Since, according to SusChem , more than 80% of the processes in the chemical industry worth approximately 1,500 bn €, depend on catalytic technologies, a huge impact can be assumed in other sectors with high confidence.


The confidence of the MACBETH consortium to reach its highly ambitious goals are underlined by two special extensions that go well beyond the ordinary scope of an EU project:
• Transfer of CMR technology to a new sector already within MACBETH
Having the three cases above in mind one might not immediately think about bio technology as the next step to further exploit the full potential of CMR. Nonetheless, the vast majority of bio technological reactions require the use of bacteria or enzymes, which are surely a special type of catalysts. A prominent and commercially highly interesting example is the selective enzymatical cleavage of fatty acids. Within MACBETH we will demonstrate that starting from building blocks of TRL 5 (not from a TRL 5 pilot plant as at the other three cases), that fit the requirements of this specific case, and with the combined support and system knowledge of the experienced CMR partners, by the end of the project we will have a TRL 7 demo plant established, that will show for the first time the commercial applicability of CMR in bio technology. It can be expected that this demo plant of bio-catalytical oil cleavage will serve as a role model for further extensions to other disciplines.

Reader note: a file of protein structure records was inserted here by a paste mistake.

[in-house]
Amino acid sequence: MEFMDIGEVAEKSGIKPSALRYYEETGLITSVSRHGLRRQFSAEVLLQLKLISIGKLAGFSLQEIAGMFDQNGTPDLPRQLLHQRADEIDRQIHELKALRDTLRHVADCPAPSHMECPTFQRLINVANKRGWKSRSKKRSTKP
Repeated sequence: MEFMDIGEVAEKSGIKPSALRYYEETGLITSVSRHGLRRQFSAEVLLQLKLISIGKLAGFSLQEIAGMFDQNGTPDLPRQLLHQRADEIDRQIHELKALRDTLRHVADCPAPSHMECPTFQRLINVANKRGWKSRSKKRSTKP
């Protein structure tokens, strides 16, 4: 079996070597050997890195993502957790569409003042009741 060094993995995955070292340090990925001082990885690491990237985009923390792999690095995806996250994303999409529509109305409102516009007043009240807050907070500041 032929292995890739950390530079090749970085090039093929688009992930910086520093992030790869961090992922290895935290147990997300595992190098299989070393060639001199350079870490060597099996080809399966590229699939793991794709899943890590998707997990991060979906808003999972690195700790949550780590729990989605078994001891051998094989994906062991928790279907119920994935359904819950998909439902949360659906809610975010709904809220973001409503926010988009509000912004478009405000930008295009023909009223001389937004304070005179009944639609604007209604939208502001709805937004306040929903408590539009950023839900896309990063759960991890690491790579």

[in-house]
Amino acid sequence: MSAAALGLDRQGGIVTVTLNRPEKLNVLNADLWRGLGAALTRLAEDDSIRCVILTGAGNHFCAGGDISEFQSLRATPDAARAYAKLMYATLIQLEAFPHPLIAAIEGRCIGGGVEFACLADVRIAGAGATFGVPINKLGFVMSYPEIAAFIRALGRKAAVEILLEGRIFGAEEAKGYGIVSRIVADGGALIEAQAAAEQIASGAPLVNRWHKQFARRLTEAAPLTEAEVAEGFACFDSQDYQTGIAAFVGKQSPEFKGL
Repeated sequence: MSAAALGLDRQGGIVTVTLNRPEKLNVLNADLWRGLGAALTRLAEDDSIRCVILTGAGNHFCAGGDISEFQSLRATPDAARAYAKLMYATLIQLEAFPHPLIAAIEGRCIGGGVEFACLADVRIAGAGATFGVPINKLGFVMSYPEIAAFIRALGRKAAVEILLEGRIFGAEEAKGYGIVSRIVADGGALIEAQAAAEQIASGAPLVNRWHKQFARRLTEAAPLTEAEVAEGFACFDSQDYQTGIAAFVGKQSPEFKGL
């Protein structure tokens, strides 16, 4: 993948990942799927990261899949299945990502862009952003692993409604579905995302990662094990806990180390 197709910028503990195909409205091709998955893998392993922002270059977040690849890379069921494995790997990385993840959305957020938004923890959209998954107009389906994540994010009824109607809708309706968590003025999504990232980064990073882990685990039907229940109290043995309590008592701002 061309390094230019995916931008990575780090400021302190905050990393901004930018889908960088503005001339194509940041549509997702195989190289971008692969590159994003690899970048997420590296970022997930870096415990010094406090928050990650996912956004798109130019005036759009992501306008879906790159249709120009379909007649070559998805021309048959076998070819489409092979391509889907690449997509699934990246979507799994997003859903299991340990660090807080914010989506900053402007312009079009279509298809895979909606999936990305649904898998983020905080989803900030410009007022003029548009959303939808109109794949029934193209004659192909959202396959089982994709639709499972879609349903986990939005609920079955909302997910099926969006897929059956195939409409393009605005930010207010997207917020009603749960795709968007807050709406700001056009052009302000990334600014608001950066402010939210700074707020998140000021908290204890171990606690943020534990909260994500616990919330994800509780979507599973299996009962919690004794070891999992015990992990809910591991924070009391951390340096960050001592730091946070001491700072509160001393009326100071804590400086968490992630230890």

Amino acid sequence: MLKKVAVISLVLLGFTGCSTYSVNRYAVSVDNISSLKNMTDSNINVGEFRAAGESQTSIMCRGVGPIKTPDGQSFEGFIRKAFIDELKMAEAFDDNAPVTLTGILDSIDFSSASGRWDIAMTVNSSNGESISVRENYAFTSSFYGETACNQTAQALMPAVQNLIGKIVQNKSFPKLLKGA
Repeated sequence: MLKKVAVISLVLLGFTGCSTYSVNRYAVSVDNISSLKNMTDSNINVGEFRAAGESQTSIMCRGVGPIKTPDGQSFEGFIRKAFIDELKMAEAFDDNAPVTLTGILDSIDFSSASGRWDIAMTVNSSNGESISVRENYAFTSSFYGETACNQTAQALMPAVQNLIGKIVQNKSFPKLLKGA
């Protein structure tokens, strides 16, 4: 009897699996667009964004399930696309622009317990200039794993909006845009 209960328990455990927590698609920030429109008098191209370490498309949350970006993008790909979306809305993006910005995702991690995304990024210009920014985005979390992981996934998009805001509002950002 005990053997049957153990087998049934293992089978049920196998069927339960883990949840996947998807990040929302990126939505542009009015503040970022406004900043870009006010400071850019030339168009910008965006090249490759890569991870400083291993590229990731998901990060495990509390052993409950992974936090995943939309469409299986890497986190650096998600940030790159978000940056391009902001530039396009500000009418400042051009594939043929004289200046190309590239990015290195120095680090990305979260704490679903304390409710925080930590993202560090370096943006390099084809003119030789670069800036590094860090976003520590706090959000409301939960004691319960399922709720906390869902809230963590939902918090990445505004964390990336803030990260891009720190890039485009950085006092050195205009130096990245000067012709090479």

• Creation of the spin-off European “Lighthouse Catalytic Membrane Reactors” (LCMR) within MACBETH
In order to go beyond the demonstration of CMR in the field of bio technology and bringing their outstanding benefits to other sectors and an even wider field of applications, a European competence centre will be established. For the MACBETH consortium the installation of this spin-off is not a vague idea that may or may not be realized after the end of the project, but is taken very seriously and an actual detailed business plan including partner commitment will be realized already during the duration of the project. These efforts will ultimately lead to the foundation of the “Lighthouse Catalytic Membrane Reactors” (LCMR) that will provide access to the combined knowledge of the MACBETH project with respect to all relevant disciplines such as building blocks, modelling and system integration valorizing the project’s results through the structured offering of commercial services to interested stakeholders.